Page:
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Here we'll explore the nexus of legal rulings, Capitol Hill policy-making, technical standards development, and technological innovation that creates -- and will recreate -- the networked world as we know it. Among the topics we'll touch on: intellectual property conflicts, technical architecture and innovation, the evolution of copyright, private vs. public interests in Net policy-making, lobbying and the law, and more.

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In the Pipeline: Don't miss Derek Lowe's excellent commentary on drug discovery and the pharma industry in general at In the Pipeline

Copyfight

« A Worthwhile Hour of Your Time (post-SOPA) | Main | The Next Generation Joins The Copyright Wars »

February 4, 2012

A Copyright Wars Primer for Libertarians

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Posted by Alan Wexelblat

Copyfighter Jayel Aheram sent me a pointer to his recently published "libertarian primer on the copyright social conflict."

The essay starts with the recent defeat of SOPA/PIPA and works backward to a nice set of links to past important battles in the Copyright Wars. Aheram is clearly reacting to currents within his own libertarian intellectual-thinking tradition, where some have taken sides with the pro-SOPA forces or been "dismissive" of SOPA.

As I am not libertarian, I was interested to read their point of view. In particular, Aheram asserts that copyright itself, by virtue of its government-granted monopolistic status, is an illegitimate infringement on sovereign private property rights. I suspect that others - even other libertarians - might not agree there, though I see the logic that is being followed.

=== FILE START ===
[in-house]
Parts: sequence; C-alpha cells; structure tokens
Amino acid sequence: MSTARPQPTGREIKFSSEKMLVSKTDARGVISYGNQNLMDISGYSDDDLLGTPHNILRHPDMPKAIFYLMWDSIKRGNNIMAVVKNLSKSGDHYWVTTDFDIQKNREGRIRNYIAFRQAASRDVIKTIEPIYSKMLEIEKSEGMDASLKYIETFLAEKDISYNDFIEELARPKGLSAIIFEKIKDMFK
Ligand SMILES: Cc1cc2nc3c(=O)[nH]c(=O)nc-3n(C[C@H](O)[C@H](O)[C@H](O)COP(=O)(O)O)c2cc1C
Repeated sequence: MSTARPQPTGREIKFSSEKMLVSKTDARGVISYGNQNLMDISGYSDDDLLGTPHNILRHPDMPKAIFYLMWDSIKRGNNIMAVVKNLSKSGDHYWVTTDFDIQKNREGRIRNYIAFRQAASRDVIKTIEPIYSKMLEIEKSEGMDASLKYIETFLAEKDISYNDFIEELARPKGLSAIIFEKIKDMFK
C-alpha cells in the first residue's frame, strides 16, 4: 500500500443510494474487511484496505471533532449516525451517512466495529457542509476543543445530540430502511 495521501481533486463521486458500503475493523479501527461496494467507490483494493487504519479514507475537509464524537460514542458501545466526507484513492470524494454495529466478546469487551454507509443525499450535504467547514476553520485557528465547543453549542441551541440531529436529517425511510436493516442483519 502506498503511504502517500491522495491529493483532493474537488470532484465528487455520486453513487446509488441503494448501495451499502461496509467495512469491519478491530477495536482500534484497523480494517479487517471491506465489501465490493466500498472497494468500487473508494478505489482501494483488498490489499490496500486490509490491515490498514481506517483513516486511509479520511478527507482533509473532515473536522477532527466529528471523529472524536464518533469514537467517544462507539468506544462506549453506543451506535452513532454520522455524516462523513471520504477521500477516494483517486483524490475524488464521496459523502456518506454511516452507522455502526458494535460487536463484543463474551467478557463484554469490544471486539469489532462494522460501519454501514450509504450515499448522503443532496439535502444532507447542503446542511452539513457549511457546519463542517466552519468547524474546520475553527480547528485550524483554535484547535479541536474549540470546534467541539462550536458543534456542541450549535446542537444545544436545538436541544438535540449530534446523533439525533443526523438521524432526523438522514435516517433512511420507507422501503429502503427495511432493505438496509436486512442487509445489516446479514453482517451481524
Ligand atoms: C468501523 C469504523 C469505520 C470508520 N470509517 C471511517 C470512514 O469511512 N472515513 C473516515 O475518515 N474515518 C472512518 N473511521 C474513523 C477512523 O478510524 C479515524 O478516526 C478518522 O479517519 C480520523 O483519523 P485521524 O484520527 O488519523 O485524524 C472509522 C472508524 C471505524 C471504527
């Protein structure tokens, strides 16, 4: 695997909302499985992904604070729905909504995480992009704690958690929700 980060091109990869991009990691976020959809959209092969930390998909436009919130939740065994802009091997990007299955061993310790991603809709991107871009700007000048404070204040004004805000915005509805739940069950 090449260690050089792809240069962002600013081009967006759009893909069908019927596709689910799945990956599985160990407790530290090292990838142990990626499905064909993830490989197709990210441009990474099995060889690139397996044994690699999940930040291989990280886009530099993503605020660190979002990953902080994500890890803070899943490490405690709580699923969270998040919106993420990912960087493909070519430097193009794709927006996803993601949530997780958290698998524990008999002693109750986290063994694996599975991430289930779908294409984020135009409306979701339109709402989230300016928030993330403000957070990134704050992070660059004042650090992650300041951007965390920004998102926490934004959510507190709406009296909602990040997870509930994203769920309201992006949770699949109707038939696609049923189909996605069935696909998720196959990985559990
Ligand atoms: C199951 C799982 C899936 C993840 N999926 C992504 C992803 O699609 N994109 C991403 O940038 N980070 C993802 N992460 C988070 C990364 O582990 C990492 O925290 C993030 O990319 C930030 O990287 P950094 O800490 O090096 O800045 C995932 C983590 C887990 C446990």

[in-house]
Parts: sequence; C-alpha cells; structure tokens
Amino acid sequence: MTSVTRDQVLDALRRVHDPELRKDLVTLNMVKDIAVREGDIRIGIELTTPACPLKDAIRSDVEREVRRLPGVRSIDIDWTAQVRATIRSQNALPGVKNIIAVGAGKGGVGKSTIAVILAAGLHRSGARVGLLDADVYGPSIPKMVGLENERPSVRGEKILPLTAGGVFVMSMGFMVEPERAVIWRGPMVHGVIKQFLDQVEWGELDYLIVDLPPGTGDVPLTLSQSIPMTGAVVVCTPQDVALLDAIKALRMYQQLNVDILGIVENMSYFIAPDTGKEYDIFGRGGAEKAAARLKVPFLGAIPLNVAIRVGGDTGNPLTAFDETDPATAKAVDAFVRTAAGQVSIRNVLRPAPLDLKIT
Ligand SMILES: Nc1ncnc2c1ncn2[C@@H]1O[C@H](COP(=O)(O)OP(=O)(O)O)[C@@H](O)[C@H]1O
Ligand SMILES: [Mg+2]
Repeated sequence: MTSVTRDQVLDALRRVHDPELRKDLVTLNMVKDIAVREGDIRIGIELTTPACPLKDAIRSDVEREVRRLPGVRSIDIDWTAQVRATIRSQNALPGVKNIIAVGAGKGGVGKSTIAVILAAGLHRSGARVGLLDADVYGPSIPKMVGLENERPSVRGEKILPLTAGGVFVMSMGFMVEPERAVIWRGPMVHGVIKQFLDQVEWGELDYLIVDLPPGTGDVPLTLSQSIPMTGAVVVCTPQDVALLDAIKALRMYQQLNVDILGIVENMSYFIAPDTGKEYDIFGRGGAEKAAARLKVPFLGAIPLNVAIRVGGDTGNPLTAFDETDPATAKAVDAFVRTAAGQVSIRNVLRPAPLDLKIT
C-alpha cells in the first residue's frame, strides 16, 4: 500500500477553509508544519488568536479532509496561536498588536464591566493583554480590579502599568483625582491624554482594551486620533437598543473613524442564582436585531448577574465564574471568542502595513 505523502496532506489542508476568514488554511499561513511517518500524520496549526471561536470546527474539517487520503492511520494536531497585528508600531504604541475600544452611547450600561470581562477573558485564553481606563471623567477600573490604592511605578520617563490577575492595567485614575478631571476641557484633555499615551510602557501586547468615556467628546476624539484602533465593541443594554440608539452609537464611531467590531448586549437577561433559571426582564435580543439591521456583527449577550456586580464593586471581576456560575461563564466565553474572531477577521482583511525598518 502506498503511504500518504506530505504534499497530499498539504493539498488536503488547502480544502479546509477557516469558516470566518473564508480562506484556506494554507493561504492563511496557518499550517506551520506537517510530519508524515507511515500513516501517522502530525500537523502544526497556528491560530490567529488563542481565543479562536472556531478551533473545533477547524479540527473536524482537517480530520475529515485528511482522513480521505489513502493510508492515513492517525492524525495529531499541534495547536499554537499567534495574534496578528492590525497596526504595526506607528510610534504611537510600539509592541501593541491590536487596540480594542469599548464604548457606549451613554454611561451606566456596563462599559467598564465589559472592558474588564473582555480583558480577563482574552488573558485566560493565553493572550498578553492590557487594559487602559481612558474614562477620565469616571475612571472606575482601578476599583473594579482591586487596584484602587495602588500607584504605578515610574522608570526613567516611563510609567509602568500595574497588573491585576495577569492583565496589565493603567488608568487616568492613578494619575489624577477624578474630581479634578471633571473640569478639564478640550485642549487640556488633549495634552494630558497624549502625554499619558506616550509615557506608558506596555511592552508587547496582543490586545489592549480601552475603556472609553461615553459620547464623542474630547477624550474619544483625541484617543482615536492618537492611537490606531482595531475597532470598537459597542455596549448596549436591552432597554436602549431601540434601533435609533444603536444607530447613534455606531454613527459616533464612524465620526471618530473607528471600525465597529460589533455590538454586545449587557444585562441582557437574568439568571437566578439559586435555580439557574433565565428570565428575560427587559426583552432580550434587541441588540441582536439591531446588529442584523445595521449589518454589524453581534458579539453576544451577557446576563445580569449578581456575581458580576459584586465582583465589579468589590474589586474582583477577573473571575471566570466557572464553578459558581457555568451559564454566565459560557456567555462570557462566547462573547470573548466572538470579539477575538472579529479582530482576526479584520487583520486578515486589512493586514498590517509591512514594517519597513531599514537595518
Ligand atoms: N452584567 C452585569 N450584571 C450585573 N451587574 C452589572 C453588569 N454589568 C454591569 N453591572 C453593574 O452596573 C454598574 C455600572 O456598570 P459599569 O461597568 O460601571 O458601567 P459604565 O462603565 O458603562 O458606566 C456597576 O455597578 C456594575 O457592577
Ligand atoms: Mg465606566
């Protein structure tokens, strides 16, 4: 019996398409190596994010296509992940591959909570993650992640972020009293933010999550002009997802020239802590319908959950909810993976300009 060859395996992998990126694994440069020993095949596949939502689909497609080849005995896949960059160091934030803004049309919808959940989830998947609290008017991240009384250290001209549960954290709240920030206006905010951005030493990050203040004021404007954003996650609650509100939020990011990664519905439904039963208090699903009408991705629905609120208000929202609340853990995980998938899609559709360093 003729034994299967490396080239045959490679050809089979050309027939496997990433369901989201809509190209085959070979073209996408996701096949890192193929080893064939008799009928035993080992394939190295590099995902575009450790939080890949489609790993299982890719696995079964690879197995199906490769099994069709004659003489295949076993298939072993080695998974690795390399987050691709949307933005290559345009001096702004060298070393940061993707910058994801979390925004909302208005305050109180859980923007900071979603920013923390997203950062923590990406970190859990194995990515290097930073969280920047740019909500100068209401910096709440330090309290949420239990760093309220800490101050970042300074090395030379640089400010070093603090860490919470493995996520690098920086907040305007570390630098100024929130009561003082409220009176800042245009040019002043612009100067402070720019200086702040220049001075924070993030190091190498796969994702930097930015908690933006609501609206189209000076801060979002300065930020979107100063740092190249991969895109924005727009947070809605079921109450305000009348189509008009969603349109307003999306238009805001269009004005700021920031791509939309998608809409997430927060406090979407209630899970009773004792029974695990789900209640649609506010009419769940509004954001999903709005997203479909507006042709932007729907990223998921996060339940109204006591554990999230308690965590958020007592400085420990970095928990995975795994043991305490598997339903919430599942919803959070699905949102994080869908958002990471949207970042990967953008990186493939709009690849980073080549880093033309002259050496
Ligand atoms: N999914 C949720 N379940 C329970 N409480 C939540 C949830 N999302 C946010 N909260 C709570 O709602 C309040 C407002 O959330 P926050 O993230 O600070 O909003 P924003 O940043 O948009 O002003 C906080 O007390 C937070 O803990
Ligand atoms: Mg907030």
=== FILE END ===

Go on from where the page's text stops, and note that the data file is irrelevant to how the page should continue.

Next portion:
I am reminded of arguments made by Stewart Baker (whom I read through Volokh Conspiracy, itself often a home for libertarian thought). In an op-ed published in the Hollywood Reporter, Baker argues that Tea Party conservatives played a major role in swinging Republican sentiment against SOPA.

Again, there's a definite link between Tea Party streams of thought and libertarian streams of thought, particularly as applies to smaller, non-interfering government. I don't quite buy Baker's strong assertion that this wing of the populace had the most effect, but it's quite clear that when you tally up those who finally came out against SOPA the Republican party was much better represented than the Democratic, which may well be looking at how many dollars the Cartel puts in its campaign coffers.

If Baker is right, then we really do need more pieces like Aheram's to reach out to untapped or skeptical communities and help them see where their political freedoms and Internet freedoms overlap.

Comments (1) + TrackBacks (0) | Category: Big Thoughts


COMMENTS

1. ken on February 5, 2012 2:40 AM writes...

Thanks for the article. Natural law copyright has been revived by Libertarians through efforts such as creative commons; state-monopoly copyrights and patents are simply one solution to rewarding inventors and authors for putting their work in the public domain: an e.g. awards system without a monopoly grant would be probably more effective and voluntary instead. In any event many current legal proposals are trying to go well beyond what was originally intended.

For info on people using voluntary Libertarian tools on similar and other issues, please see http://​www.Libertarian-Internation​al.org , the non-partisan Libertarian International Organization...

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